Many years ago, I was taking my daily walk through the material receiving area when Bobby, the head receiver at my tech company, started yelling at me.
"Hey pal, looks like you goofed up the purchase order numbers," sneered Bobby, who loved to catch others in mistakes.
Once I looked at the package, I saw it was a drop shipment directly from a manufacturer. I had recently placed an order with an industrial distributor, who in turn placed an order with the manufacturer, and the product was shipped directly to me.
Bobby gleefully thought he had caught me in a blunder, but he hadn’t. I explained the relationship between the distributor and the factory, and he grudgingly accepted my explanation as he stamped "received" on the packing slip.
I theorized the drop shipment was an effort to save time. But ultimately, it was the start of a trend that would minimize, and even ostracize, the role of the distributor in the industrial supply chain.
Industrial distributors were caught in a squeeze as the channels began to change.
Manufacturers traditionally made large batches of products and pushed that inventory into distribution channels where customers like me could purchase what we needed. The manufacturers would not accept orders directly from most customers, referring them to their network of authorized distributors.
A large portion of my purchases were from distributors, based on my relatively small lot sizes, existing channel agreements between manufacturers and distributors, and the distributor acting as my source of inventory management and technical service.
It was a traditional model that seemed to work well.
Until it didn’t.
Industrial distributors, a normal inventory buffer, tried to reduce their inventories as a cost savings measure and stopped stocking full product lines from manufacturers. Many of the distributors I worked with were happy to stock specific items I needed but wanted a financial commitment to keep them on their shelves. Most orders became drop shipments — and I was paying a healthy margin.
Around the same time, buyers looked for cost savings in all aspects of procurement, and manufacturers began to lean out their processes, producing smaller lot sizes with aggressive pricing and reasonable lead times. Many manufactures actively worked to book business directly from a broader range of customers like me. Some began to eliminate their distributors as they streamlined their supply chain and tried to gain stronger relationships with end users.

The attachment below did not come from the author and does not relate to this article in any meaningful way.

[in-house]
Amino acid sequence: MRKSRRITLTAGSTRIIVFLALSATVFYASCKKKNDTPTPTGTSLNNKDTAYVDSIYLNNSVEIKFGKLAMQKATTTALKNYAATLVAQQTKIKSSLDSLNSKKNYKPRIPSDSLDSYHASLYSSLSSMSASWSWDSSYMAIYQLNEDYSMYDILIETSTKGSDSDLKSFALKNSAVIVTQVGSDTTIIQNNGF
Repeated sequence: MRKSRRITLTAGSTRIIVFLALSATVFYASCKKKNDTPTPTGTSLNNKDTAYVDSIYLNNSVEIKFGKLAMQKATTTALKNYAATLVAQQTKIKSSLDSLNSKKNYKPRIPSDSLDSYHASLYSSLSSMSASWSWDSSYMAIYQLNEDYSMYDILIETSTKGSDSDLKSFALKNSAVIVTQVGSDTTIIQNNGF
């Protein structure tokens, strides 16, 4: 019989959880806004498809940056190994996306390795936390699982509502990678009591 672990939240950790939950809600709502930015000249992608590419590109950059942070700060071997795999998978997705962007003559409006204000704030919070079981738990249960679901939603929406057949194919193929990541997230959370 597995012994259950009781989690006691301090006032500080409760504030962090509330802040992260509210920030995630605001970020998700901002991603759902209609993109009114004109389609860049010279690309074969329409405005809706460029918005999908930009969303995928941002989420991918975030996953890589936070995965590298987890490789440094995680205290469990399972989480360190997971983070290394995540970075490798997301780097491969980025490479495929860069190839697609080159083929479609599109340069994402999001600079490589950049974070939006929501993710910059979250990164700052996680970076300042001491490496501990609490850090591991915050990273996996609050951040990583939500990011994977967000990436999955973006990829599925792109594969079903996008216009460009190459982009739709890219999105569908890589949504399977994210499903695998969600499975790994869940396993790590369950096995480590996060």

Industrial distributors were caught in a squeeze as the channels began to change. Some distributors tried to maintain relevance by instituting vendor managed inventory programs. Others offered increased engineering and technical services.
I was happy to take my business directly to the manufacturer when it made the most sense. But not always. If I could create a balanced relationship with a distributor and a manufacturer, where I could get the cost advantage of going direct to the manufacturer with local support and inventory with a distributor, I often did so. Those often were the result of complex negotiations and strong relationships.
But the COVID-19 pandemic might just put industrial distributors back in the game as a mainstream supplier.
Broken supply chains, wrecked forecasts, empty shelves and economic uncertainty should allow industrial distributors to once again provide service to their customers. Manufacturers may also look to their industrial distribution network as an opportunity to satisfy more customers and rebuild their market share.
[Distributors can] create a layer of supply chain confidence by reducing risk and acting as a conduit to their manufacturing counterparts.
In addition to increased inventory, distributors can increase their value-added services by managing onsite material stocking programs and other creative contractual inventory management efforts. They can also provide insight into alternative products should existing ones be unavailable, add engineering support, work with outsourcing suppliers and create a layer of supply chain confidence by reducing risk and acting as a conduit to their manufacturing counterparts.
The contractual relationship distributors have with their principals is a powerful tool that could help the buyer in an era of shortages and allocations. However, a renewed reliance on industrial distributors should not replace strong relationships built in the meantime with their principals but compliment them. It is important to build supplier relationships with both, ensuring continuity of supply, cost management and factory based technical support.
Industrial distributors have a strong role to play during the ramp up if they choose to accept the challenge. It could be their last chance to show their value.